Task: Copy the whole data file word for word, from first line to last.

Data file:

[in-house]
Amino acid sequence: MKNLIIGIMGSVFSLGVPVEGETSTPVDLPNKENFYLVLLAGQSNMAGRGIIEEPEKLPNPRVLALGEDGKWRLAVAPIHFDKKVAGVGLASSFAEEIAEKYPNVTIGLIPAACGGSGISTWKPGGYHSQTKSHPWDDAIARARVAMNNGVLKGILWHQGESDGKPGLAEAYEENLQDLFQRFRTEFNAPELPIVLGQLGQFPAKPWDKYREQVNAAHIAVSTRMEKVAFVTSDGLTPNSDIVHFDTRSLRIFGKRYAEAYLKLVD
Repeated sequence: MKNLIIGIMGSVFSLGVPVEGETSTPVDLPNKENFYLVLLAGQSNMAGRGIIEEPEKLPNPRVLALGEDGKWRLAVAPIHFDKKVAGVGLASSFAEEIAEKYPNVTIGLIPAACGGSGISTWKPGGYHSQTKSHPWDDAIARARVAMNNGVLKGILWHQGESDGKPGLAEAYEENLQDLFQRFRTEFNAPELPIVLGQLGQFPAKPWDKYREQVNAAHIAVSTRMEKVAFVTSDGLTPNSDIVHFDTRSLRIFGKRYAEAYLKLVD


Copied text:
[in-house]
Amino acid sequence: MKNLIIGIMGSVFSLGVPVEGETSTPVDLPNKENFYLVLLAGQSNMAGRGIIEEPEKLPNPRVLALGEDGKWRLAVAPIHFDKKVAGVGLASSFAEEIAEKYPNVTIGLIPAACGGSGISTWKPGGYHSQTKSHPWDDAIARARVAMNNGVLKGILWHQGESDGKPGLAEAYEENLQDLFQRFRTEFNAPELPIVLGQLGQFPAKPWDKYREQVNAAHIAVSTRMEKVAFVTSDGLTPNSDIVHFDTRSLRIFGKRYAEAYLKLVD
Repeated sequence: MKNLIIGIMGSVFSLGVPVEGETSTPVDLPNKENFYLVLLAGQSNMAGRGIIEEPEKLPNPRVLALGEDGKWRLAVAPIHFDKKVAGVGLASSFAEEIAEKYPNVTIGLIPAACGGSGISTWKPGGYHSQTKSHPWDDAIARARVAMNNGVLKGILWHQGESDGKPGLAEAYEENLQDLFQRFRTEFNAPELPIVLGQLGQFPAKPWDKYREQVNAAHIAVSTRMEKVAFVTSDGLTPNSDIVHFDTRSLRIFGKRYAEAYLKLVD